WASHINGTON -- Federal investigators in the United States have learned that the main suspect in last month’s Boston Marathon bombings met with an exiled former Chechen rebel fighter in Manchester, New Hampshire less than a month before carrying out the attack that killed three people and wounded more than 260.
Police in Manchester confirmed to VOA that FBI agents have searched the home of the former Chechen resistance figure, Musa Khadjimuradov, and examined the hard drives of his computers. Khadjimuradov confirmed to VOA that FBI agents came to his home on May 14 with search warrants and also took a sample of his DNA and his fingerprints.
Khadjimuradov also said he had had repeated contacts over the past several years with Tamerlan Tsarnaev, 26, the Boston bombing suspect who was killed in a shootout with police April 19. Tsarnaev’s brother, Dzhokhar, 19, was captured by police later that day.
Police charged both Tsarnaev brothers in the April 15 Boston Marathon bombings case after identifying them in video images taken at the explosion sites near the race's finish line.
Guns And Fireworks
According to Khadjimuradov, the FBI first interviewed him about the case on April 29. He said FBI and Homeland Security agents had been in frequent contact with him ever since.
He said the agents showed up with search warrants and began asking him about Tamerlan Tsarnaev practicing marksmanship at a Manchester shooting range and buying large quantities of fireworks in February at a fireworks store in nearby Seabook, New Hampshire.
The FBI has said its tests on the Boston bombing debris determined that the devices used explosives extracted from commercially available fireworks. According to the FBI, Tsarnaev bought a $200 fireworks kit at the Seabrook store on February 6, containing 24 black-powder-packed shells. The FBI report said the store gave him another similar kit for free as a purchase bonus.
Khadjimuradov said the FBI agents were "saying [Tsarnaev] has a shooting practice here in New Hampshire, like two or three times. So he [bought] fireworks here from New Hampshire, you know, and he [bought] some ammunition for the guns here in New Hampshire. And before [the Boston bombings] happened, like three or four weeks, he came to my house. So now I believe they [are] thinking like he [was] coming here to New Hampshire [and] like I tried to help him or do something, you know, like that."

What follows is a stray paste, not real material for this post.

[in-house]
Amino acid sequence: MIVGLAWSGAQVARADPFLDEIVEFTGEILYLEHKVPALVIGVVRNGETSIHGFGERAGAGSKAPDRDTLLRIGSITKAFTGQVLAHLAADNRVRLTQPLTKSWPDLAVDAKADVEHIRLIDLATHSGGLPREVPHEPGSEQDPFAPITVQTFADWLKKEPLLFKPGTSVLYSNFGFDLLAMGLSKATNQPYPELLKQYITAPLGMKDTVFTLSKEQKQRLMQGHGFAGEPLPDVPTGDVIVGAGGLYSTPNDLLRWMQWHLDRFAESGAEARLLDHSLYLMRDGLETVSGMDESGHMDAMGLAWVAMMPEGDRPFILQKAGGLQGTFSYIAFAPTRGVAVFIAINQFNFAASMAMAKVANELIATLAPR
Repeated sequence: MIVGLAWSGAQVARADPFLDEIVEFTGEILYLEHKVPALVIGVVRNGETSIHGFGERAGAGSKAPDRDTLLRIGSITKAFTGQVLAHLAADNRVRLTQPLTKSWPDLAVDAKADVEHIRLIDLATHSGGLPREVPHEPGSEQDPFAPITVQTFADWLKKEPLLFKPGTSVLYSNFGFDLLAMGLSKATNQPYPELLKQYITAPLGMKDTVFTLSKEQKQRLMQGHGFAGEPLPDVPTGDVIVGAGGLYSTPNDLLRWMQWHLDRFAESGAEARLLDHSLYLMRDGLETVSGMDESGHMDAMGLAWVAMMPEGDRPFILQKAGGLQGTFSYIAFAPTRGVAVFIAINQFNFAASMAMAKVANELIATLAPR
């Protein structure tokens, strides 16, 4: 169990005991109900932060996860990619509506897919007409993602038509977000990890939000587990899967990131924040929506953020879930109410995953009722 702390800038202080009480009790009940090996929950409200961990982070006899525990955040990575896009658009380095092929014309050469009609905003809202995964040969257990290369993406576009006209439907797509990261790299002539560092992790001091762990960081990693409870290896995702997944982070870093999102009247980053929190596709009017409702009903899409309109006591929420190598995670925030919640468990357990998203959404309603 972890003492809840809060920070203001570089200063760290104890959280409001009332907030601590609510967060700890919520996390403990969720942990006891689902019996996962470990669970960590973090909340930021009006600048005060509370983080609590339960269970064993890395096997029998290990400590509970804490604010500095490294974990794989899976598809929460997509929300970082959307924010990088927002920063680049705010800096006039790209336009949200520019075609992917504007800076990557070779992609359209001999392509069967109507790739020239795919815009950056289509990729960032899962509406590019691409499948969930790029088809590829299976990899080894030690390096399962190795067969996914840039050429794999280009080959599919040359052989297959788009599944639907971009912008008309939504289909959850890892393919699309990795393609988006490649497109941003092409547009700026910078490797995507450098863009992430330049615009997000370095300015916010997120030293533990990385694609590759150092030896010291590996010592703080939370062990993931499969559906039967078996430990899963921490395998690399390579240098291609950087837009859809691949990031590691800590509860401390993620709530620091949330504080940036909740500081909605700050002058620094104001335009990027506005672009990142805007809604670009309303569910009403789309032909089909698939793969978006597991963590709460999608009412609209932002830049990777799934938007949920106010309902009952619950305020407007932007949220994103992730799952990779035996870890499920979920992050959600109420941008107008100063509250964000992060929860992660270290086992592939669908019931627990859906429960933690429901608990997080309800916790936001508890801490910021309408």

Khadjimuradov came to the United States from Chechnya in 2004 under the auspices of the United Nations refugee program. He is paralyzed from the waist down from gunshot wounds suffered in Chechnya in 2001 and uses a wheelchair to get around.
According to Khadjimuradov, he first met Tamerlan Tsarnaev in 2006 at the annual gathering of the Chechen Society of Boston. He said Tsarnaev subsequently visited him three times in Manchester, the last time with his American wife, Katherine, and their young child.
He said he and Tamerlan never discussed Tsarnaev’s fervent embrace of Islam, the cause of Chechen independence from Russia, or politics of any kind.
"Nothing, never," Khadjimuradov said. "He never talked about the religious, politics, or anything like that to me. As I said, [in the] past three years I saw him three times."
During one visit in the summer of 2012, he said Tamerlan told him of his six-month stay in his native Daghestan the first half of that year. The Daghestan visit has been the subject of intense interest to U.S. and Russian investigators, who have been trying to find out if Tsarnaev had dealings with Chechen rebels while there.
Even before Tsarnaev’s trip to Daghestan in the first half of last year, Russia’s FSB intelligence agency had contacted both the FBI and CIA inquiring about him and warning that Tsarnaev might try "to join unspecified underground groups" if he visited the Caucasus region.
Though Khadjimuradov said the FBI agents told him he was not a suspect in the Boston bombings case, he said he believed their intensified interest in him stemmed from his own background in the separatist cause back in his Chechnya homeland as well as Russia’s interest in the case.
Before leaving Chechnya in 2004, Khadjimuradov was an aide to one of the most prominent leaders of the Chechen separatist movement, Akhmed Zakayev, who now lives in exile in London. Moscow considers Zakayev a war criminal and has asked for his extradition, but Britain has refused.
"Now [the FSB is trying] to get to him by labeling him a terrorist,” Khadjimuradov speculated.
VOA's Brian Padden contributed to this report